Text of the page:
• Human Trafficking in Central Asia. Contribution by Vadim Kadyrbaev, Federation Representative and Executive Vice President of the Kazakhstan Red Crescent Society, to the Special Meeting convened by the Alliance of Experts to Combat Human Trafficking, in Vienna. 24 September 2008.


• International March against Stigma, Discrimination and Homophobia. Speech by Dr Raymond Forde, IFRC vice president, at the First International March against Stigma, Discrimination and Homophobia, in Mexico City. 2 August 2008. 


• Racism, racial discrimination, xenophobia and related forms of intolerance: follow-up to and implementation of the Durban Declaration. Statement by Katherine Bundra, IFRC research associate, at the United Nations Human Rights Council, in Geneva. 17 June 2008 


• Promoting a culture of tolerance. Statement by Dr Katrien Beeckman, head of the IFRC principles and values department, at the International Cooperation and Peace Dissemination Workshop on Psycho-social support, organised by the Italian Red Cross (Provincial Committee of Rome), in Rome. 8 June 2008 


• Human Security: consolidation of peace and good governance. Contribution by Markku Niskala, secretary general, during the fourth Tokyo International Conference on African Development (TICAD 4), in Yokohama. 29 May 2008. 


• Migrant workers, people trafficking, xenophobia and human rights. Statement by Ms Mandisa Kalako-Williams, IFRC Governing Board member and Secretary-General of the South African Red Cross Society, at the 118th Assembly of the Inter-Parliamentary Union, in Cape Town. 15 April 2008.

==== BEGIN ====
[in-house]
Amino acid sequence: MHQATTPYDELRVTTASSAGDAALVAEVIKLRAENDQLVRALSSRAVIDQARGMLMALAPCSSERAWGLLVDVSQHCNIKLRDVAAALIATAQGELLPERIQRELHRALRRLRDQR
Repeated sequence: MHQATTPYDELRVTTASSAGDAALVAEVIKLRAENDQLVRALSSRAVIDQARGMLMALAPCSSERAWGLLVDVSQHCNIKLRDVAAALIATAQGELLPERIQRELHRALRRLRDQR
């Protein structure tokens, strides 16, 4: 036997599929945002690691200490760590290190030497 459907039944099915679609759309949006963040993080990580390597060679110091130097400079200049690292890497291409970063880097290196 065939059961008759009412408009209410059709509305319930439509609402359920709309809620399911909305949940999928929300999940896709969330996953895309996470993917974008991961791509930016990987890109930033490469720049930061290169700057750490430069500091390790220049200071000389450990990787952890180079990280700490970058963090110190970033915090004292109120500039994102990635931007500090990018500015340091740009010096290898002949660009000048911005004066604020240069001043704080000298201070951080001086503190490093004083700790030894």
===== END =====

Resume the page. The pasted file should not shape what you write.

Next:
• Human trafficking and organised crime. Statement by Ms Emile Goller, Alternate Permanent Observer to UN Offices in Vienna, at the 17th session of the UN Commission on Crime Prevention and Criminal Justice, in Vienna . 15 April 2008. 

 
• African poverty and development priorities. Statement by Daniel Sayi, deputy head of the IFRC Zone Office for West and Central Africa, at the preparatory meeting held in advance of TICAD IV (Tokyo Conference on African Development), in Libreville. 21 March 2008.

• Drugs Demand Reduction. Statement by Shaun Hazeldine, Youth Adviser and National Manager of the Australian Red Cross Save-A-Mate program, at the United Nations Commission on Narcotic Drugs, in Vienna. 12 March 2008.

• Narcotic Drugs: IFRC perspective. Statement by Christopher Lamb, Special Adviser, in the general debate at the United Nations Commission on Narcotic Drugs, in Vienna. 11 March 2008

• Ending female genital mutilation: Red Cross and Red Crescent experience. Statement by Katrien Beeckman, head of the IFRC principles and values department , at the conference-debate organised by the Inter-Parliamentary Union, the International Organisation of Migration and the Inter-African Committee on harmful practices on the health of children and women, in Geneva. 6 February 2008.

 
Links:

WHO - Violence  

Violence Prevention Alliance 

Documents

WHO - World report on violence and health, 2002: [EN]  [FR]  [ARABIC]   [SP]

Enhancing Urban Safety and Security — Global Report on Human Settlements 2007

UNICEF - Child Protection Strategy

Red Cross Red Crescent Regional initiatives:

Regional Strategy for Violence Prevention. Central America, Mexico and the Caribbean-RSVP

Better Programming Initiative – Leaflet (pdf)

Lessons from the Better Programming Initiative (pdf)

 

 

The International Federation of Red Cross and Red Crescent Societies (IFRC) is the world's largest humanitarian organization, with 189 member National Societies. As part of the International Red Cross and Red Crescent Movement, our work is guided by seven fundamental principles; humanity, impartiality, neutrality, independence, voluntary service, unity and universality. About this site & copyright